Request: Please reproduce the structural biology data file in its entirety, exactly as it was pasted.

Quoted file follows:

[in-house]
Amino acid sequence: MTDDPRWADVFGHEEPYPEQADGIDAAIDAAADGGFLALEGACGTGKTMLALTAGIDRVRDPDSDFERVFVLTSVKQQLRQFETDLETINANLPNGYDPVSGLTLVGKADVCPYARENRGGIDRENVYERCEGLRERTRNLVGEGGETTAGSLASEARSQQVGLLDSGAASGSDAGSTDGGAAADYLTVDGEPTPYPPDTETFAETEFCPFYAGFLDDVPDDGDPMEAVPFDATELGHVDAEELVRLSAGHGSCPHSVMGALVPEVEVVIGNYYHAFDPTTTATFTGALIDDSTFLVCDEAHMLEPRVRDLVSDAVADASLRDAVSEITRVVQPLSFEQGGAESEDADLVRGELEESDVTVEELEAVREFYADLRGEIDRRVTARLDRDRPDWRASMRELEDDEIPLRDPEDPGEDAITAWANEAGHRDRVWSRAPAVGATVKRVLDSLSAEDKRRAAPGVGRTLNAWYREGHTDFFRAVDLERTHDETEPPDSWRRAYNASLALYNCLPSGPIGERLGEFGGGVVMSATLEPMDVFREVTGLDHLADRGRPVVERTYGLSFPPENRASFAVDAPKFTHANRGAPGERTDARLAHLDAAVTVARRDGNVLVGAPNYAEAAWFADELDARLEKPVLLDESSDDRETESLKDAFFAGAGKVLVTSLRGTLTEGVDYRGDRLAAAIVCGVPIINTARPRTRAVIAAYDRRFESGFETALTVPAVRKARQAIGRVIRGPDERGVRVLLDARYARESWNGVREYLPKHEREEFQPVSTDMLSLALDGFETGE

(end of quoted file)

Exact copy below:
[in-house]
Amino acid sequence: MTDDPRWADVFGHEEPYPEQADGIDAAIDAAADGGFLALEGACGTGKTMLALTAGIDRVRDPDSDFERVFVLTSVKQQLRQFETDLETINANLPNGYDPVSGLTLVGKADVCPYARENRGGIDRENVYERCEGLRERTRNLVGEGGETTAGSLASEARSQQVGLLDSGAASGSDAGSTDGGAAADYLTVDGEPTPYPPDTETFAETEFCPFYAGFLDDVPDDGDPMEAVPFDATELGHVDAEELVRLSAGHGSCPHSVMGALVPEVEVVIGNYYHAFDPTTTATFTGALIDDSTFLVCDEAHMLEPRVRDLVSDAVADASLRDAVSEITRVVQPLSFEQGGAESEDADLVRGELEESDVTVEELEAVREFYADLRGEIDRRVTARLDRDRPDWRASMRELEDDEIPLRDPEDPGEDAITAWANEAGHRDRVWSRAPAVGATVKRVLDSLSAEDKRRAAPGVGRTLNAWYREGHTDFFRAVDLERTHDETEPPDSWRRAYNASLALYNCLPSGPIGERLGEFGGGVVMSATLEPMDVFREVTGLDHLADRGRPVVERTYGLSFPPENRASFAVDAPKFTHANRGAPGERTDARLAHLDAAVTVARRDGNVLVGAPNYAEAAWFADELDARLEKPVLLDESSDDRETESLKDAFFAGAGKVLVTSLRGTLTEGVDYRGDRLAAAIVCGVPIINTARPRTRAVIAAYDRRFESGFETALTVPAVRKARQAIGRVIRGPDERGVRVLLDARYARESWNGVREYLPKHEREEFQPVSTDMLSLALDGFETGE